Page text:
The Cubs haven't actually made any significant changes to the revised renovation plans revealed a couple of months ago (larger version of the photo above here), but the Tribune, through a Freedom of Information Act request, has learned more about exactly how the team is going to proceed, in several phases:
The document also says that the Cubs hope to complete most of their Wrigley Field renovations by the start of the 2017 season. But [Cubs spokeman Julian] Green said the timeline does not include all the renovations planned for Wrigley and is merely an update to existing plans. The team said work actually will take four off-seasons, meaning construction will occur through the 2017 off-season. The entire project, including a hotel across from Wrigley on Clark and a plaza south of Clark and Waveland Avenue, is expected to be finished by opening day 2018. The Cubs have split the $375 million project — an additional $200 million will be spent on developing the area surrounding the ballpark — to repair and modernize the 100-year-old stadium into two phases. The first phase of the renovations is scheduled to begin after this season and focuses on work to raise team revenue: expanding the bleachers, installing the Jumbotron over left field and adding interior signage. The team has said it would upgrade the home clubhouse, which did not need landmark approval, as soon as possible. The Cubs plan to begin other major changes — such as installing a new gate on the west side of the ballpark, relocating bullpens from along foul-lines to underneath the bleachers, and building a new visitor's clubhouse — after next season.
Other significant notes from the Tribune article:
- The Cubs plan to install "bunker suites" -- suites that would have no view of the field, but would instead lead to seating areas -- beneath the concourse down the third-base line.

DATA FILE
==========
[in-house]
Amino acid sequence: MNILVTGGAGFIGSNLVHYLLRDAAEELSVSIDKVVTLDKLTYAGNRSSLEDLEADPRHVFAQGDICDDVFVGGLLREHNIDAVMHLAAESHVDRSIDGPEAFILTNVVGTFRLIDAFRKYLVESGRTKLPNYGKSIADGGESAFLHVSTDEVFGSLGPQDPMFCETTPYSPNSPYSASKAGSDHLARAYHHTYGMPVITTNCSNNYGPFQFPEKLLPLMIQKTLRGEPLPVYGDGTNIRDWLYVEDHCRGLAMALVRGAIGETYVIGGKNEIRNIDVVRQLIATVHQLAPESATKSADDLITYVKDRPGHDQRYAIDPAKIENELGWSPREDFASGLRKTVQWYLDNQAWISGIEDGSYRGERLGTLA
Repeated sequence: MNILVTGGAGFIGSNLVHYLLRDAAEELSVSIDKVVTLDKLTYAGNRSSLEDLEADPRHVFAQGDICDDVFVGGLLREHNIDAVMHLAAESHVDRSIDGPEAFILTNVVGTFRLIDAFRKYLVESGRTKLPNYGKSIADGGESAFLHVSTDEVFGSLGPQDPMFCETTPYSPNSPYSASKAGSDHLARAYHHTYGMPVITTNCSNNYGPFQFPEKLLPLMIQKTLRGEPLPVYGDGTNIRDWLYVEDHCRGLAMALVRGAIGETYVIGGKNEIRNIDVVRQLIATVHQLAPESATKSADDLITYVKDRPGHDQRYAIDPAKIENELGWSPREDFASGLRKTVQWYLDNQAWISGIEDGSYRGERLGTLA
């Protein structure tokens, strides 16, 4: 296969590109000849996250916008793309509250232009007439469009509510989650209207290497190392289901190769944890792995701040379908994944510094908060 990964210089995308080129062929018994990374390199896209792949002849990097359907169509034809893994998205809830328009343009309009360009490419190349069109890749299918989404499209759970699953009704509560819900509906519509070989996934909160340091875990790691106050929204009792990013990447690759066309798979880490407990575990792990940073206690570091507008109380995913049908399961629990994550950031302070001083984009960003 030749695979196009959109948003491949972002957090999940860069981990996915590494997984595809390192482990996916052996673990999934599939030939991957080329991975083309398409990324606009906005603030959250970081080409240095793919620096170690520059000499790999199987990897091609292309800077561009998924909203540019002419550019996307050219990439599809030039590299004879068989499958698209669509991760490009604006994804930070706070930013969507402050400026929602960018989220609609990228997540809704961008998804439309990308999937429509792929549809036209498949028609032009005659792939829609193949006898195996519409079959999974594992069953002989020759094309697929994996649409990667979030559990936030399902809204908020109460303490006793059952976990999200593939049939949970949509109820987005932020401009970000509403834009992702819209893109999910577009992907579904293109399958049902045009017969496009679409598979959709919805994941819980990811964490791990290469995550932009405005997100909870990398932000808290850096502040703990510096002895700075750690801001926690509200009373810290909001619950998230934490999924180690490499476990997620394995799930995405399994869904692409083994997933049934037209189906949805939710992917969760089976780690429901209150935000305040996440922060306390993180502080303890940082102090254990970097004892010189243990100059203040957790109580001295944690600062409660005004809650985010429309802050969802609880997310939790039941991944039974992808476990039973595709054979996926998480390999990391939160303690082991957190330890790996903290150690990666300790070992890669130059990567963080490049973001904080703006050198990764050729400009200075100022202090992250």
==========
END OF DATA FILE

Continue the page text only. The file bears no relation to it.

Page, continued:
- The Cubs plan to "reassemble" the "caretaker's cottage" along Waveland Avenue (it's just west of Gate K) on a new foundation. Years ago, Cubs groundskeeper Bobby Dorr lived there; now it's used for office space.
- Some of the ramps to the upper deck will be removed and replaced with stairs. For disabled fans, this won't be an issue as the Cubs plan to add "at least" 10 elevators.
- There could be additional signage on the grandstand facade, which could include a ribbon-style board. The Cubs have been working with the National Park Board "in an effort to earn a spot on the coveted National Register of Historic Places and receive federal tax credits. The historic preservation tax credit is equal to 20 percent of qualifying rehabilitation costs."
However! (There always seems to be a "however" involved in this project, doesn't there?)
One factor that could delay construction is if the owners of 15 rooftop clubs overlooking Wrigley sue the team for obstructing their views with the Jumbotron and advertising signs in the outfield. The two sides continue to negotiate, a requirement from Mayor Rahm Emanuel last month for the team to have the landmarks commission vote on the team's latest proposals.
You can interpret that paragraph any way you'd like; to me, it reads as if Rahm only agreed to have that vote if the Cubs and the rooftops agreed to keep talking, which, according to the article, they are -- one reason, I suspect, no construction has yet started, not even on the fancy new underground clubhouse the team is planning to build underneath the triangle property west of the ballpark.
As always, we await further developments.